Saturday, December 09, 2006

More Fiidback

So, we got a few more people around to play with the Wii - taking turns because we haven't found any extra controllers. Some representative comments (not mine).

  • "This looks like something from 10 years ago."
  • "Why didn't they finish the game?"

The latter alludes to the Wii Sports game shipped with the console. The little dudes, which are already the simple "booger" design, don't have any arms. And in some of the games, no legs or feet either. (They do in the Mii design window, so if it was a design consideration, it wasn't applied consistently.) And although they're 3d models, sometimes they look 2d. Etc etc. When you hit the ball in the baseball game, the runners don't even bother getting off home plate unless they actually get on base. The catchers don't bother to throw the ball to get an out, the result is just reported.

The bigger problem, though, is certainly the control. As described in The Design of Everyday Things, the key factor in people learning how to use controls is feedback - you need to know why things onscreen happen in response to what you're doing. For the Wiimote, such feedback is woefully in short supply. Lacking that, it takes a while to figure out how to adapt to what the system expect.

For instance, when bowling, the ball does some extra spinning to the left. Why? Is it the tilt of the controller? The spin? It's hard to do controlled experiments to figure out exactly which aspect of your motion is affecting what. Same thing for pitches in the baseball game - what exactly differentiates a screw ball from a curveball when you're wiggling the controller?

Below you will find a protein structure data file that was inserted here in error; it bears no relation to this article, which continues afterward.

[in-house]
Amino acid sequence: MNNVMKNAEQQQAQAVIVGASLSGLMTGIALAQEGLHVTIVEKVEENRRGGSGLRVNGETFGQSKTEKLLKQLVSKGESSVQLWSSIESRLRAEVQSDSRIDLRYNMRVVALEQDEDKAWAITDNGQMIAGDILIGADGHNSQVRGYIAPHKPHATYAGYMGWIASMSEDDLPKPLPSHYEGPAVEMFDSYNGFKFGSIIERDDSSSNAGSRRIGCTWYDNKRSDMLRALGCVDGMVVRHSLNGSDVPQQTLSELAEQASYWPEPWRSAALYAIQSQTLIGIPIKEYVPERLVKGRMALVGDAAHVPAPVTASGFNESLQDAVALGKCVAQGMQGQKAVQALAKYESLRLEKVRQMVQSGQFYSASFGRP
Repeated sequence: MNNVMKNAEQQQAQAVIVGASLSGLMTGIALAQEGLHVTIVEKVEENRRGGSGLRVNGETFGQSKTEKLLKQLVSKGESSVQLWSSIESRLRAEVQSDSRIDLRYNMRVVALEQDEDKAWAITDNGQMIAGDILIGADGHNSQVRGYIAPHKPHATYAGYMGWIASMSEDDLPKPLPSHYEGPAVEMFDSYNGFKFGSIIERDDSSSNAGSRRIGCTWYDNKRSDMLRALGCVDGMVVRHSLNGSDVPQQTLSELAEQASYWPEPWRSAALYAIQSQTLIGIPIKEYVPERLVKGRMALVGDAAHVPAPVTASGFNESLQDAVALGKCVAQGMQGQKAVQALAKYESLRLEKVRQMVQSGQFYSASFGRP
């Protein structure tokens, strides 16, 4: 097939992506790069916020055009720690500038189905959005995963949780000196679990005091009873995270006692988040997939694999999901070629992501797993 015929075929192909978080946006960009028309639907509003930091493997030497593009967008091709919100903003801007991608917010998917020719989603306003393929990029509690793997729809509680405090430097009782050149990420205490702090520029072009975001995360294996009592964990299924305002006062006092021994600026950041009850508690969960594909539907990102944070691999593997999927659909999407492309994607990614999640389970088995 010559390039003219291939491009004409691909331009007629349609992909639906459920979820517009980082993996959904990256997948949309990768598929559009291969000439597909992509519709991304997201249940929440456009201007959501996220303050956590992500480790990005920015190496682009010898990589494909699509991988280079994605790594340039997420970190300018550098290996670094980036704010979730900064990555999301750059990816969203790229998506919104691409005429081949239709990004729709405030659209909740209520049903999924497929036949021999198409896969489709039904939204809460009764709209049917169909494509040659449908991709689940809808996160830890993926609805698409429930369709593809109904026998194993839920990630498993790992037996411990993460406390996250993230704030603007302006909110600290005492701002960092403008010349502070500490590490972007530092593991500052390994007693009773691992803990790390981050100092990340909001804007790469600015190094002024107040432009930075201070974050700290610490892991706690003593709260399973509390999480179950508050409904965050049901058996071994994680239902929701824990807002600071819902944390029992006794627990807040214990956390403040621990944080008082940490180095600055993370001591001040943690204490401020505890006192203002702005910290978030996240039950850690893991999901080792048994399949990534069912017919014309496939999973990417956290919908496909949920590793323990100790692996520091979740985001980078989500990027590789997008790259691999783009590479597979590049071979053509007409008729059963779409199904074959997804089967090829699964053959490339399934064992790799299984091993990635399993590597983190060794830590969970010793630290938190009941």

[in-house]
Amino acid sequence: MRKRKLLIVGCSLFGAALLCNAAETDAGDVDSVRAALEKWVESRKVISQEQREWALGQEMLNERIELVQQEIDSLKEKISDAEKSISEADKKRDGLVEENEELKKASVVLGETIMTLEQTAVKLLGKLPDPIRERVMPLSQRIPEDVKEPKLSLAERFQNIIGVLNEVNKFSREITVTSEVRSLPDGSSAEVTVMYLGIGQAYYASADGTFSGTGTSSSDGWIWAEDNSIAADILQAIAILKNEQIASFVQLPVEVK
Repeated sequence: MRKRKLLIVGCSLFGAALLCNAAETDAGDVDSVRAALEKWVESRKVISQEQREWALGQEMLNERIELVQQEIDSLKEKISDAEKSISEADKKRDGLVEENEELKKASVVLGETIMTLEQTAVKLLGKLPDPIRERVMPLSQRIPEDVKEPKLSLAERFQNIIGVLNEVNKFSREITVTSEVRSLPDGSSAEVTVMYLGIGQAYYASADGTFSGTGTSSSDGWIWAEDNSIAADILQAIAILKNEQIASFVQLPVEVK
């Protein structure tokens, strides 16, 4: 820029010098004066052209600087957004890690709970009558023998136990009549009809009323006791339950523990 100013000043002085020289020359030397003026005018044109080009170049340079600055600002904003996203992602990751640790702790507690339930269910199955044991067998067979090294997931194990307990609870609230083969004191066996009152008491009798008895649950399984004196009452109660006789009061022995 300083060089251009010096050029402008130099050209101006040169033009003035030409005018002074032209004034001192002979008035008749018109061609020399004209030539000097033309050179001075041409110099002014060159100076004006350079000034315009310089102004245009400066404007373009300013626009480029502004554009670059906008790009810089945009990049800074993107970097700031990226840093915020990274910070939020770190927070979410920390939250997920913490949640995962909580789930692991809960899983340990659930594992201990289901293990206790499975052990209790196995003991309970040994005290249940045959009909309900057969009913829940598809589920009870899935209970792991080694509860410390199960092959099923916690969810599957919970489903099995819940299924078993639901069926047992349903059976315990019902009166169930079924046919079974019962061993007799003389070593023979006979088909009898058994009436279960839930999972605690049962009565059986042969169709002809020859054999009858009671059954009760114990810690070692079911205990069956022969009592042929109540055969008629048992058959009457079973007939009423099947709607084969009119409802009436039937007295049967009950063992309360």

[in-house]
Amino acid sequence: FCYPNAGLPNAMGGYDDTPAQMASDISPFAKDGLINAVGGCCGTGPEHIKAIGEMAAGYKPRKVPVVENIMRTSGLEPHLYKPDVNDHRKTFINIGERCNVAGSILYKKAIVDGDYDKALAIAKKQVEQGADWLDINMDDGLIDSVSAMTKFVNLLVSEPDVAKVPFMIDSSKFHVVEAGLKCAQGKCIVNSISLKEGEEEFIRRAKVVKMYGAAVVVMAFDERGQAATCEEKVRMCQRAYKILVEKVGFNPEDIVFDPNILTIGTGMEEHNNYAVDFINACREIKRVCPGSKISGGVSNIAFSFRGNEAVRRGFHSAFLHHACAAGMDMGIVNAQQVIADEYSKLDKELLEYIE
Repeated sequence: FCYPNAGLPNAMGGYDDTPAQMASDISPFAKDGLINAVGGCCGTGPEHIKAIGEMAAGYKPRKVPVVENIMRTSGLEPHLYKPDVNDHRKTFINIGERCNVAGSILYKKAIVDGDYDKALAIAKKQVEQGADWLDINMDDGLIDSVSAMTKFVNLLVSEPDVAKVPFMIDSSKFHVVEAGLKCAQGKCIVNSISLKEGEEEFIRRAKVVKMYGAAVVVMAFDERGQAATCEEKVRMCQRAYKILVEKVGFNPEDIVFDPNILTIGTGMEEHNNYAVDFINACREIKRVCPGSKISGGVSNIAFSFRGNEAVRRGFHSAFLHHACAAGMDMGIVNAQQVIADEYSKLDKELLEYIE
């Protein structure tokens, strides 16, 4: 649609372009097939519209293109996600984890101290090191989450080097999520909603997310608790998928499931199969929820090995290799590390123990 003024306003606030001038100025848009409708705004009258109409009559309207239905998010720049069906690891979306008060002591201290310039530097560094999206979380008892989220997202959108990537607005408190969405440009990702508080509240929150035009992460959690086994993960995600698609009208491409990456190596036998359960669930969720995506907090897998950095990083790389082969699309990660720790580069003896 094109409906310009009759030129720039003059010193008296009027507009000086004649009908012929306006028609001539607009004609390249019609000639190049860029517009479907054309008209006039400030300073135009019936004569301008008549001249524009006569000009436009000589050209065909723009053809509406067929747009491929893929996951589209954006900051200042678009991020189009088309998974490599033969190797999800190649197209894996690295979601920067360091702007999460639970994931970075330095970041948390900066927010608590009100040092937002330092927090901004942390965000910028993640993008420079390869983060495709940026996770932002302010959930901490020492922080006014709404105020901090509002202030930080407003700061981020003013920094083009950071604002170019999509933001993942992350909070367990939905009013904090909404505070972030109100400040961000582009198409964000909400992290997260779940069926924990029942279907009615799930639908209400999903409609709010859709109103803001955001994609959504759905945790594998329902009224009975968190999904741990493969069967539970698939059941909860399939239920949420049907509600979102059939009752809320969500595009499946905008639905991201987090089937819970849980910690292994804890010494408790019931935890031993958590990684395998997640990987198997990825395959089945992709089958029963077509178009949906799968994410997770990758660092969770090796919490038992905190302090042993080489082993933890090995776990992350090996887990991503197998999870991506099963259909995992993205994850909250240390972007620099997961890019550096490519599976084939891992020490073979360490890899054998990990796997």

Also, inherent to trying to map the position of the controller to the game play are some real fundamental problems. Watching someone playing Boxing and comparing their movements to those onscreen is an pretty jarring. Presumably as you learn how fast the game can track, and what they can tell you are doing, you can keep it in sync better. This was also an issue with the EyeToy games, but those weren't the default, integral controller for an entire console.

Another flaw, at least with Wii Sports, is the limited control altogether. Since you're waving the magic wand, that limits what effect you can have. In Tennis, you swing the racket, but all player positions are computer controlled (including yours). Running/catching in baseball is all computer controlled, you just throw or hit the ball. In general, there's not much you can do.

And the continued safety warning screens, plug in the extra controller, now unplug the extra controller (some games use the Nunchuck attachment, and some games require it be disconnected, for safety presumably), all become an exercise in obeying the system. In a peculiar way, it's reminds me of those old Choose Your Own Adventure books, or Dragon's Lair, with simple branching points.

The best advice from the game: "Why don't you take a break and do something else for awhile?" Thank you Wii. Thii.